Marble Canyon (Death Valley National Park) 08-Nov-2021

This last week, we went with our long-time friends, Wayne and Diane, on what might best be described as several “multi-modal” adventures in Death Valley National Park. We combined stand-alone hikes with those facilitated by a 4×4 vehicle and threw in some touristy stuff too. This was our first chance to spend time with them since our San Juan raft trip last June (a planned mule-packing trip in September succumbed to a critical medical issue and way too much wildfire smoke 😥). In all, we did six different adventures over six sun-drenched 😎 days, then drove home just in time to meet the next batch of rain and snow aimed at Southern Oregon. 🥶

Adventure #1 was a walk up Marble Canyon in the Cottonwood Mountains, about 10 miles (16 km) due west of Stovepipe Wells. Along with Cottonwood Canyon (and a little cross-country), it’s part of a 26 mile (42 km) loop that is a popular winter backpacking route. Our objective for today was much more modest. We 4×4’d to the mouth of Marble Canyon and then hiked up it for several miles to experience its colorful layered strata, sensuously sinuous narrows, and obscure petroglyphs. The scale and color of the canyon and its narrows are spectacular, as are some of the smaller features it holds. We were also fortunate to find an original petroglyph on one of the polished walls (along with a lot of vandalism 👿 from recent graffiti).

The established 4×4 road ends at a wilderness restoration boundary and we entered the 1st Narrows soon after we crossed that boundary.

The LovedOne, Diane, and Wayne leave the trailhead
Entering the 1st Narrows
In the 1st Narrows
In the 1st Narrows
In the 1st Narrows
Nodule
Deep in the 1st Narrows
Leaving the 1st Narrows
Looking back at the 1st Narrows
Grasses
On to open ground
Toward the chockstone

Between the 1st and 2nd Narrows sits a huge chockstone – one that looks insurmountable at first. But this is a backpacking route, so a handy use trail was readily available to carry us up and around this piece of rocky constipation. The 2nd Narrows started almost immediately after we passed the stone (so to speak).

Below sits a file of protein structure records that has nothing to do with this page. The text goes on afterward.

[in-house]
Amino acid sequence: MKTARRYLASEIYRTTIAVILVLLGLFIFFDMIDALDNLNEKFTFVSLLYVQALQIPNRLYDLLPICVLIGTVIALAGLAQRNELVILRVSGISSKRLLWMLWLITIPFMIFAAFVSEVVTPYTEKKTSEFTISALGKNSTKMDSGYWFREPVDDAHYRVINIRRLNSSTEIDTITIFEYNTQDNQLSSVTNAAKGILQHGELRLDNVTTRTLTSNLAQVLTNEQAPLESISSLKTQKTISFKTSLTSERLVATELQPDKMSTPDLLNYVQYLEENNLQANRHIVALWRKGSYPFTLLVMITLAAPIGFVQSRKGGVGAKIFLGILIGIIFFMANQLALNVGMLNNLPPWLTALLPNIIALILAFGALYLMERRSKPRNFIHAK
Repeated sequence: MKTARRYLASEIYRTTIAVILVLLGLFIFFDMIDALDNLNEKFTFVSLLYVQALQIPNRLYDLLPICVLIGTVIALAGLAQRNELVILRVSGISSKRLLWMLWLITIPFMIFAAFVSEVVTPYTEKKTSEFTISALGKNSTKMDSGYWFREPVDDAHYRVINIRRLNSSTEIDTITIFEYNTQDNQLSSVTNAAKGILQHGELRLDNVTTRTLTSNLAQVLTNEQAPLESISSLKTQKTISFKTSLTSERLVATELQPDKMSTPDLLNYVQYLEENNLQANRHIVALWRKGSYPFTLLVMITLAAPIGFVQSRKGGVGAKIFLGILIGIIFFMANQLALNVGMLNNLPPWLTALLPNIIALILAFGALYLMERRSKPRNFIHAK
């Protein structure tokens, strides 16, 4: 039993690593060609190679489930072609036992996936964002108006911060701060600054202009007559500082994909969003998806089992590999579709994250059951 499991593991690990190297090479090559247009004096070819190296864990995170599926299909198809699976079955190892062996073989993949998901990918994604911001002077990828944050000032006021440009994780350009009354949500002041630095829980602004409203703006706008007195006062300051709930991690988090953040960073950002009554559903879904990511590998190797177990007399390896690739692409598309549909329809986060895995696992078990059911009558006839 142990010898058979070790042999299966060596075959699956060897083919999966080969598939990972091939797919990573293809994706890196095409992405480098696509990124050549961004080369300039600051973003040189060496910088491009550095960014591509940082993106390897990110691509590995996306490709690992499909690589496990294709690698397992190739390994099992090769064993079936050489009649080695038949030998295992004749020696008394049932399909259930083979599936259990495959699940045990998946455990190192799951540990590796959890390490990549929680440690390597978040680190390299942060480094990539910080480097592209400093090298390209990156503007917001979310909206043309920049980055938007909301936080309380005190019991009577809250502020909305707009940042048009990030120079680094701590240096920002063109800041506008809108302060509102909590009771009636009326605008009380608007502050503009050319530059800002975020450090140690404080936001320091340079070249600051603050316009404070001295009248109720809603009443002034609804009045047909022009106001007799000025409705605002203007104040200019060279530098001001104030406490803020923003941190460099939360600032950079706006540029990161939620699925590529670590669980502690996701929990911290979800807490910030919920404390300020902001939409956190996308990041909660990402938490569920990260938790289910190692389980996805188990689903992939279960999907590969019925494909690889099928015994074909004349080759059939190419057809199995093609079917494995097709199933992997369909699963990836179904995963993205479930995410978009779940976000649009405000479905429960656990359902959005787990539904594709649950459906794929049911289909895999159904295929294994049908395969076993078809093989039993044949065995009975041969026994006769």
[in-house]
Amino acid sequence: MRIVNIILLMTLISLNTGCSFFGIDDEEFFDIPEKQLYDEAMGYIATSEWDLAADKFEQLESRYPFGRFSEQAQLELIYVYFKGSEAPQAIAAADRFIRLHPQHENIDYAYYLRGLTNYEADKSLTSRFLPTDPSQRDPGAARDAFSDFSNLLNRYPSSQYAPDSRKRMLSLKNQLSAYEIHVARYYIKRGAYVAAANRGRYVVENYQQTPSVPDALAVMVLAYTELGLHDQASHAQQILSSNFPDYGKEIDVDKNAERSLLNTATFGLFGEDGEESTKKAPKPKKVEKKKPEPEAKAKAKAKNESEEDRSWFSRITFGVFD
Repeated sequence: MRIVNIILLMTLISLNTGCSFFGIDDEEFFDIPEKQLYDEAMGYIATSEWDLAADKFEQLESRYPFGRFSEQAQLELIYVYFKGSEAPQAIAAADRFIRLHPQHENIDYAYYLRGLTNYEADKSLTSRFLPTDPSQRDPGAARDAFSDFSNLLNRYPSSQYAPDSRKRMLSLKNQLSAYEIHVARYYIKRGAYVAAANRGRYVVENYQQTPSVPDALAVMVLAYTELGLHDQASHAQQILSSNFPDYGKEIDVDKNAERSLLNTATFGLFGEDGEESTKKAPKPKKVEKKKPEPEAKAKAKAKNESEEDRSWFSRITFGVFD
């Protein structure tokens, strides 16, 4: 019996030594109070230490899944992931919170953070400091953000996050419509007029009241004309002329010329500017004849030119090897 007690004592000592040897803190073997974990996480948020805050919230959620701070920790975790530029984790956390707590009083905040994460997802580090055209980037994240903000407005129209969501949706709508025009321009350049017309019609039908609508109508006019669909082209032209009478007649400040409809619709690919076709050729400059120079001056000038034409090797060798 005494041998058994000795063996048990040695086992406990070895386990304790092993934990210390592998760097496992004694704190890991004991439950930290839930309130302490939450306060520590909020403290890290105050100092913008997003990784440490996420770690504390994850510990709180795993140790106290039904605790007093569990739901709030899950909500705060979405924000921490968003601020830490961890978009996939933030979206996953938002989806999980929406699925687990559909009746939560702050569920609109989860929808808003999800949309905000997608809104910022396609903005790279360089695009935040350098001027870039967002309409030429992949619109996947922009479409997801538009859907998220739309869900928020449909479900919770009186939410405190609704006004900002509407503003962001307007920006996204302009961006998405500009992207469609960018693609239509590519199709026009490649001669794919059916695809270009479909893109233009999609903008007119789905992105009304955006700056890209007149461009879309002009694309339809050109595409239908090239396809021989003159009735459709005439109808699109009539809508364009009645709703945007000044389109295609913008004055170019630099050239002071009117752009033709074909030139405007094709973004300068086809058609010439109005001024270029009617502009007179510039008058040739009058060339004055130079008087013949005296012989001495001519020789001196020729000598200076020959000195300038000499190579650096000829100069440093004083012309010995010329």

Chockstoned
We climb around the stone
Entering the 2nd Narrows
Historic graffiti on the canyon wall [C D Ruiz, Rhyolite (a nearby mining town), Oct 13, 1906]
In the 2nd Narrows
In the 2nd Narrows
The LovedOne in the 2nd Narrows
Quartz lightning
In the 2nd Narrows
In the 2nd Narrows
In the 2nd Narrows

We came out of the 2nd Narrows into a wide part of the canyon defined by walls of colorful strata. After wandering around here a bit – and having a snack (and finding one of the “real” petroglyphs) – we decided to head back.

Colorful strata past the 2nd Narrows
Petroglyph
Starting back
Back into the 2nd narrows
Leaving the 2nd Narrows
Past the chockstone
And through the 1st Narrows
To the trailhead

We didn’t do a lot of hiking on this one – just 5.5 miles (8.8 km) with about 1,000 feet (305 m) of gain – but it was still a totally wonderful adventure. The colors, the sinuous narrows, the towering walls, the petroglyphs, the strata, the tiny details all made for a fulfilling sensory experience. This canyon is a little harder to reach than some other canyons and narrows in the park (e.g., Titus Canyon) but it was exceedingly well worth the effort. 😁 We did our post-adventure debriefing at the Last Kind Words Saloon at Furnace Creek. 🙄

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